Wednesday, July 03, 2013

The Doctrine of Legislative Equivalency controls when abolishing positions in a layoff situation

The Doctrine of Legislative Equivalency controls when abolishing positions in a layoff situation
Civil Serv. Empls. Assn., Inc. v County of Orange, 2013 NY Slip Op 04798, Appellate Division, Second Department

In this action a number of employees challenged their termination from their respective positions with the County of Orange.

The Appellate Division, reversed a Supreme Court ruling dismissing the Article 78 petition filed by these individuals “on the law” and the County’s decision to terminate the employees was remitted to the Supreme Court, Orange County, for a determination of all the benefits those individuals “would have been entitled to had they remained employed for the period from October 29, 2010, to December 31, 2010, and for a calculation of the principal sum of back pay to be awarded to those [these individuals] in accordance herewith and thereafter for the entry of an appropriate amended judgment.”

The genesis of this case was a direction of the County Executive of Orange County to send letters “to 39 civil service employees notifying them that they were being laid off effective October 29, 2010, for economic reasons” and, indeed, on December 2, 2010, the Orange County Legislature passed a budget for the 2011 fiscal year*that did not provide funding for the positions held by these 39 “laid off” employees.

The employees were advised that their names would be placed on a preferred eligible list pursuant to a provision in their collective bargaining agreement, which pertained to "abolished" positions. Subsequently the employees were advised that their names had been placed on the preferred eligible list "[i]n accordance with §81 of Civil Service Law."
Citing Torre v County of Nassau, 86 NY2d 421, the Appellate Division explained that the doctrine of "[l]egislative equivalency requires that a position created by a legislative act can only be abolished by correlative legislative act."**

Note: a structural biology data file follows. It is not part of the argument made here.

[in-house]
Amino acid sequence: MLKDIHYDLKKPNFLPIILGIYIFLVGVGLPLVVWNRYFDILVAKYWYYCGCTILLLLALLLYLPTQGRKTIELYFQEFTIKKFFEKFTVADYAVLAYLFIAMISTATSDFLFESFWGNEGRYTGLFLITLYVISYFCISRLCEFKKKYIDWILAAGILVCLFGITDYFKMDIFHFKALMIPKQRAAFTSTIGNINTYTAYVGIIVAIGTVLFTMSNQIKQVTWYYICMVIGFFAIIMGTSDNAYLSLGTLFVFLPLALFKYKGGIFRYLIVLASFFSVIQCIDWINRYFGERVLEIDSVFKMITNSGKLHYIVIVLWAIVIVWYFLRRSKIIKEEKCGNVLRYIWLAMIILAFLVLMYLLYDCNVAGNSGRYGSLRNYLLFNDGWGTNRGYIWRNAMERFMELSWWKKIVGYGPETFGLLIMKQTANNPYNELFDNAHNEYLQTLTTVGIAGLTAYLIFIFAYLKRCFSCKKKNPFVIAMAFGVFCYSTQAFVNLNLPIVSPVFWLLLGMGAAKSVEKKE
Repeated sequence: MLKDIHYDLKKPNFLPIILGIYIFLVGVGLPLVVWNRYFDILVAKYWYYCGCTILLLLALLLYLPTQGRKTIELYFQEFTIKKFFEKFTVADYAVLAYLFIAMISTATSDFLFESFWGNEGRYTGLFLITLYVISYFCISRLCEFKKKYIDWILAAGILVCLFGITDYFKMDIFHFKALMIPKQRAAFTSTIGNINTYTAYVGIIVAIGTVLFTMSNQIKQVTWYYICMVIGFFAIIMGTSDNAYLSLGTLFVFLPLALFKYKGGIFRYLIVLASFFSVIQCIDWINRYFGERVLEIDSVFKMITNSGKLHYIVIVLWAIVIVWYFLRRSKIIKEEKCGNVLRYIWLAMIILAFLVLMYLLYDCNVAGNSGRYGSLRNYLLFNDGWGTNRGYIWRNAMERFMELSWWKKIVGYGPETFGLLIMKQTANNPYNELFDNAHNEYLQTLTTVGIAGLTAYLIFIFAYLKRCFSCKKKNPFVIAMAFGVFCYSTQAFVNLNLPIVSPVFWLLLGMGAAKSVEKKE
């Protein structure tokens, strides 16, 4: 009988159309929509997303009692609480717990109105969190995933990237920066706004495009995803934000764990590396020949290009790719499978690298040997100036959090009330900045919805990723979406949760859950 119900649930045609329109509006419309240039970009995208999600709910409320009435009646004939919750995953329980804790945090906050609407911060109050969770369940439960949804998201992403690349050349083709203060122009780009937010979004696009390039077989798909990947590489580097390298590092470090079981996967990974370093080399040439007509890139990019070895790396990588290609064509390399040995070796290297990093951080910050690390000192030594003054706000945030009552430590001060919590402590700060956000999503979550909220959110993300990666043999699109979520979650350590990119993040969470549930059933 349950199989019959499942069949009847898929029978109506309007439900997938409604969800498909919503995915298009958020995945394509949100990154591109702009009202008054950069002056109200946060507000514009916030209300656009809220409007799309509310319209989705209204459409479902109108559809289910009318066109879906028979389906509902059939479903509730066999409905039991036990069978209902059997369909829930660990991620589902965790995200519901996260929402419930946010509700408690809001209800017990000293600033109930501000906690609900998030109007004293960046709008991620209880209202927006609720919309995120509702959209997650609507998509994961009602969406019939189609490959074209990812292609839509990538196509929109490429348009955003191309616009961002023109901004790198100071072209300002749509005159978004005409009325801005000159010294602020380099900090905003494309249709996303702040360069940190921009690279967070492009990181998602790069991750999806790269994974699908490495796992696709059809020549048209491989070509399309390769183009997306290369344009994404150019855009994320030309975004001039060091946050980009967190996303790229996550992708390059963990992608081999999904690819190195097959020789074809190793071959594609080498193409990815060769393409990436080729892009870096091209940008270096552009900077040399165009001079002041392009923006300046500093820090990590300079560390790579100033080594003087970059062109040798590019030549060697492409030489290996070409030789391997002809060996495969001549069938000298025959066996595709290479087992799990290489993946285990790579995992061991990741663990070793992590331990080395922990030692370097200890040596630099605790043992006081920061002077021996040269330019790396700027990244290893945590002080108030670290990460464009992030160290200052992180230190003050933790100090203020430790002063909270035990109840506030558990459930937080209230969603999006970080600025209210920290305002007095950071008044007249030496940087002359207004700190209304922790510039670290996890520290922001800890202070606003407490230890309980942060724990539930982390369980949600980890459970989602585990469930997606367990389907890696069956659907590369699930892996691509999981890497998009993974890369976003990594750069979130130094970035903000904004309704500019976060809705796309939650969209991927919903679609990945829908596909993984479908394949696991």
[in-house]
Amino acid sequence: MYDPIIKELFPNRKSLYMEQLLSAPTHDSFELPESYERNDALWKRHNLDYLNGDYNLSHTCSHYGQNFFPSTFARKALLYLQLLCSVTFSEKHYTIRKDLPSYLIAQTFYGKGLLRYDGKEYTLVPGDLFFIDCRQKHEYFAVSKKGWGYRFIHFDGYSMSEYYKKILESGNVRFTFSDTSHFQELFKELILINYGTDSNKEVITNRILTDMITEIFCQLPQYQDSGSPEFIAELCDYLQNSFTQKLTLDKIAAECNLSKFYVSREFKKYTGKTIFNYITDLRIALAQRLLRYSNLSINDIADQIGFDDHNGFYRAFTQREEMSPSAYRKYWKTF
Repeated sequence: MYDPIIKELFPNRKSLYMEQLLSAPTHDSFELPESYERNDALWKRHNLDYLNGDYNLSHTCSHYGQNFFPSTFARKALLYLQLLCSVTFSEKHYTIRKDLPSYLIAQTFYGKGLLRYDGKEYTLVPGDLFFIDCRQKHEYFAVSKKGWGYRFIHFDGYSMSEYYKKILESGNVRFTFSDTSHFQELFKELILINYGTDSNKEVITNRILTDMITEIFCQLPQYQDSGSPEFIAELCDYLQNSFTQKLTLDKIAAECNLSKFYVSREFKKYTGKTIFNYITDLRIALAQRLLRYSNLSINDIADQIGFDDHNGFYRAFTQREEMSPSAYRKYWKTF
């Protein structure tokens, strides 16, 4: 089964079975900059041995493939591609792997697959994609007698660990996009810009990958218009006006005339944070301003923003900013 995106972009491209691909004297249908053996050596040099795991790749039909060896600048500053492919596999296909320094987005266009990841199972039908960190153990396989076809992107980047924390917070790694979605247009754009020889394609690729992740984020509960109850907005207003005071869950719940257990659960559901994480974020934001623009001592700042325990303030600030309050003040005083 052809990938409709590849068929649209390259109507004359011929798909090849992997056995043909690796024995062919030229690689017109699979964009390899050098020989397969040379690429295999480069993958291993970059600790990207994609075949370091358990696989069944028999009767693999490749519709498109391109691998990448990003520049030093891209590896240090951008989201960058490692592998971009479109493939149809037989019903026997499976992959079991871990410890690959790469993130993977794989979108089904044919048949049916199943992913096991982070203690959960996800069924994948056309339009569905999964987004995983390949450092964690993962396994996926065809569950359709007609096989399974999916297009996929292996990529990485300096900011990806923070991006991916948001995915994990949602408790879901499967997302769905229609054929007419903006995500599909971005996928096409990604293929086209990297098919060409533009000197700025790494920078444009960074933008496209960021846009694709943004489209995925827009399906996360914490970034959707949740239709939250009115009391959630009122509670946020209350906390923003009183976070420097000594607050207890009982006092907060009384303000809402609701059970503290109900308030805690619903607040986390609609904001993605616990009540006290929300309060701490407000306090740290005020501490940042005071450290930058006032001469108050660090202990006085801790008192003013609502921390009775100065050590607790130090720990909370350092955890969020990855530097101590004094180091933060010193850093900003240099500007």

The court explained, the Orange County Charter and Orange County Administrative Code vests in the Orange County Legislature sole authority to "establish or abolish positions of employment and titles thereof." However, the County Legislature had not taken any action to abolish the relevant positions at the time the County Executive terminated the subject employees' employment.

Although the Orange County Charter and Orange County Administrative Code give the County Executive the authority to "supervise, direct and control and administer all departments," they do not give the County Executive the authority to terminate the employment of civil service employees without a proper abolition of the positions by the County Legislature in accordance with the doctrine of legislative equivalency.
Further, said the court, the County Charter does not authorize the County Executive to undertake any "remedial action" constituting unilateral modification to the budget and, or, abolition of legislatively created positions.

The bottom line: The County Executive did not have the authority to terminate the subject employees' employment for economic reasons, effective October 29, 2010. Thus, the court concluded, those individuals that were “laid off” effective October 29, 2010, are entitled to back pay, and presumably benefits, to which they would have been entitled had they remained County employees for the period from October 29, 2010, to December 31, 2010.

* Presumably the budget was to take effect January 1, 2011 and by not providing for the funding of the relevant positions, the Legislature was deemed to have “abolished them.”

** The Attorney General has opined that there must be an actual and lawful abolishment of a position in order to lawfully remove an employee from his or her position pursuant to §§80 and 80-a (1976 Opinions of the Attorney General 7; see, also, O'Reilly v Nedelka, 212 A.D.2d 714).

The decision is posted on the Internet at:

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The Layoff, Preferred List and Reinstatement Manual - a 645-page e-book reviewing the relevant laws, rules and regulations, and selected court and administrative decisions. For more information click on  http://nylayoff.blogspot.com/

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Handbooks focusing on State and Municipal Public Personnel Law continue to be available for purchase via the links provided below:

The Discipline Book at http://thedisciplinebook.blogspot.com/

Challenging Adverse Personnel Decisions at http://nypplarchives.blogspot.com

The Disability Benefits E-book: at http://section207.blogspot.com/

Layoff, Preferred Lists at http://nylayoff.blogspot.com/

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